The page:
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May 21, 1997


N Vittal

Critical mass

In this 50th year of Independence, India has finally reached a critical mass for an information revolution to happen. And this revolution will only take off with the building of a national information highway, however cliched that may sound.

India is in the danger of having 54 per cent of the world's illiterate people by 2000. And the only way to prevent the tragedy is to educate the masses in the most effective way, through a national information highway, an intelligent network of communication systems.

The high-profile March visit of Microsoft chief Bill Gates once again underscored our biggest consolation; that though the task of building nation-wide information systems may seem daunting, India has the expertise to do it, its teaming army of software developers.

The Gates visit also helped draw the attention of the entire nation to the wonders of information technology which is shaping a networked world; one more compulsion for India to wire itself or be left out on the fringes of the networked world of tomorrow.

The task of building the information highway will have to be carried out jointly by the government and the private sector of the economy.

I have been fortunate to have been connected with two key departments of the government, electronics and telecommunications, during the critical early 1990s. I have witnessed, and often participated, in the initiatives of both the government and the private sector towards reaching this critical mass for an information revolution to happen.

A significant step was taken two years ago when the Department of Electronics and the Infrastructure Leasing and Financial Services took the initiative to bring together all government organisations concerned like the departments of telecommunications, electronics, science and technology and the National Informatics Centre.

They have now published the Multimedia Information Highway ­ A Conceptual Framework. The paper lists in one place actions to be taken to launch the information highway.

The National Telecom Policy, 1994, has created the basic policy framework for aggressive pluralism and fair competition in the telecom sector.

The setting up of the Telecom Regulatory Authority has created an atmosphere where there is an objective umpire to oversee the telecom revolution, or the next stage of the telecom revolution ­ the information highway revolution.

The Department of Electronics has projected a national information infrastructure project at a cost of Rs 1 billion.

The NIC has already got a well-established network all over the country. The government also took an imaginative decision a year ago to enable the NIC to interact directly with Intelsat and overcome the monopoly of the Videsh Sanchar Nigam Limited (the government's overseas telecommunications monolith) in the administrative management domain.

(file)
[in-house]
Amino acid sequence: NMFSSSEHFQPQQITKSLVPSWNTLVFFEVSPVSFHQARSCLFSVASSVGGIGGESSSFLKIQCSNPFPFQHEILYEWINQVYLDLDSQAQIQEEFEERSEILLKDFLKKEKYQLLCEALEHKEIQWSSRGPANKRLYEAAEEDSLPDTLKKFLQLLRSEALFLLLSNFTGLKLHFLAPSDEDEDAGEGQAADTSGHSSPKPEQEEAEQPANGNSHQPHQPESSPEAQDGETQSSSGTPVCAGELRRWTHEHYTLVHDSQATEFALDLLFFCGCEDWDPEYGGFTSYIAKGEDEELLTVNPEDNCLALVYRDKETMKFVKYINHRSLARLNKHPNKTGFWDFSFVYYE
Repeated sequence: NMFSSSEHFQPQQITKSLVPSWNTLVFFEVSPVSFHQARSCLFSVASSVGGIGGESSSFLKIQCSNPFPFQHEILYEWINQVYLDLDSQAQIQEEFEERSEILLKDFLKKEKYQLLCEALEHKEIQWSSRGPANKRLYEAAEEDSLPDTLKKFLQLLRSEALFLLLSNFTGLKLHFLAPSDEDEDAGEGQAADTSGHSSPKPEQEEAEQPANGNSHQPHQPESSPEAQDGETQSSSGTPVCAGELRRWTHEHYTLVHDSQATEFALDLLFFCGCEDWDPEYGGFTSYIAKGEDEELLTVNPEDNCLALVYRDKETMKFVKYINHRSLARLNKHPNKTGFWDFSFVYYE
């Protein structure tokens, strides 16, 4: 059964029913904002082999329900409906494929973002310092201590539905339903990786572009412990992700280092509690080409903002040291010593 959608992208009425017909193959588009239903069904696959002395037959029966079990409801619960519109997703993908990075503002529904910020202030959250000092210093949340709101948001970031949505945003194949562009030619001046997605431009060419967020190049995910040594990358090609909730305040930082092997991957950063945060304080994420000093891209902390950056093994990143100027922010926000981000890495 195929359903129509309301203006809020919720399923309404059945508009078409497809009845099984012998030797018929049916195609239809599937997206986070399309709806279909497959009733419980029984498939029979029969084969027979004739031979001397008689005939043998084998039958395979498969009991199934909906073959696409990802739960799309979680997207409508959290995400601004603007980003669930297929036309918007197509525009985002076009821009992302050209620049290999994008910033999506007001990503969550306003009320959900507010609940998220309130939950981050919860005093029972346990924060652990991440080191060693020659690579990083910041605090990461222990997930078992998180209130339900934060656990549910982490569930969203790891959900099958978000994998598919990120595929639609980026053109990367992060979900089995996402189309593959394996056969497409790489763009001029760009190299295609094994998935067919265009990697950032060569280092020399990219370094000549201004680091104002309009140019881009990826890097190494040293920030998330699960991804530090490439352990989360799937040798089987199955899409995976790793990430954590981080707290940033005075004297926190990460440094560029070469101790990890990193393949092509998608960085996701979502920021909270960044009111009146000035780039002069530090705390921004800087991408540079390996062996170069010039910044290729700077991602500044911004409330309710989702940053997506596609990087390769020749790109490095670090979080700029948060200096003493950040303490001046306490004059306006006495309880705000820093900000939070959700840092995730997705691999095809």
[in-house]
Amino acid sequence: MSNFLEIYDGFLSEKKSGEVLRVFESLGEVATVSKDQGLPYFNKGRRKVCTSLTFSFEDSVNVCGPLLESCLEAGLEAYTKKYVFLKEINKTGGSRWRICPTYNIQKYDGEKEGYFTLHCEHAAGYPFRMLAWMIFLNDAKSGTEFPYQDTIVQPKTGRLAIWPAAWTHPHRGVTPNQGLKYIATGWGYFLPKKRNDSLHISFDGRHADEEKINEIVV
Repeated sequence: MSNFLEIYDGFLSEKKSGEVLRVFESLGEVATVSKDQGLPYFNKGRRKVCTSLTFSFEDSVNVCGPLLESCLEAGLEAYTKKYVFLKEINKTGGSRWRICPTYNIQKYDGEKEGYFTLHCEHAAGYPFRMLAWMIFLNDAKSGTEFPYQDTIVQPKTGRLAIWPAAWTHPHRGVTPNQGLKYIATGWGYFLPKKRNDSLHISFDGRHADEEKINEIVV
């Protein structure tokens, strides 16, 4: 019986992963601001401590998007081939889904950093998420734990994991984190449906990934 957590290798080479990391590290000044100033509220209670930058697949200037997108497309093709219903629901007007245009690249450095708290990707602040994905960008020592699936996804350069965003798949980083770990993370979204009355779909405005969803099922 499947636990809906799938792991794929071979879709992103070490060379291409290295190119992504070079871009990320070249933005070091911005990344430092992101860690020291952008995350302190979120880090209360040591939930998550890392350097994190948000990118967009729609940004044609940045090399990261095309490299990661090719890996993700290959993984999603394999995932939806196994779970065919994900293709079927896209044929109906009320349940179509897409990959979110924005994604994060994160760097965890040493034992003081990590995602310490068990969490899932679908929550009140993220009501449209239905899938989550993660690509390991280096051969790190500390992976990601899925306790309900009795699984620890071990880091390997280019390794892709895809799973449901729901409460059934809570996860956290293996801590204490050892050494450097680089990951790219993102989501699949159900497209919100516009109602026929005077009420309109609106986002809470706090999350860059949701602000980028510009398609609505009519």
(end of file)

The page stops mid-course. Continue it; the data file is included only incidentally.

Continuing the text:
In fact, it is a sad development that the VSNL took an unfair stand on the development of the Education and Research Network of the Department of Electronics. ERNET mainly caters for educational and research institutions.

The DoE has six earth stations which are linked to Intelsat. The infrastructure played a major part in increasing software exports from $100 million in 1990 to over $1 billion today. We should not allow the momentum generated in the information technology sector to be choked because of the monopoly mindset of some government departments.

The finance minister has given concession like lower interest rates and tax benefits for investment in the telecom sector. The last budget too identified information technology as a key area and has provided for tax concessions.

All this shows that the policy initiatives taken by the government over the last couple of years have created an environment for India to make the great leap forward to build the national information highway.

In the private sector also initiatives have been taken for setting up the national information highway. In fact, the ministries of finance and commerce have, for the last two years, been in close interaction with the exporting community to build what has been called the electronic data interchange infrastructure.

The Manufacturers Association of Information Technology focused on the theme of building a national information infrastructure at their annual IT Asia show in December 1996.

The time has now come for a coordinated action. The time has come when we have reached a critical mass and can launch a chain reaction in this golden jubilee year of India's Independence.

We can see that India's own national information infrastructure need no longer remain a subject of seminars and arcane reports. They can become a reality in the life of every Indian, especially the rural India and the students of the primary and secondary schools and colleges.

But we Indians are very fond of talking. I am told that on an average an Indian speaks for six hours a day! A lot of hot air is made about India's position in information technology and its competitive edge. Now it is time to move over to some cold calculated action.

N Vittal is chairman of the Public Enterprises Selection Board. However, he is best known for his tenure as the secretary of the Telecom Commission and the many revolutionary policies he introduced.

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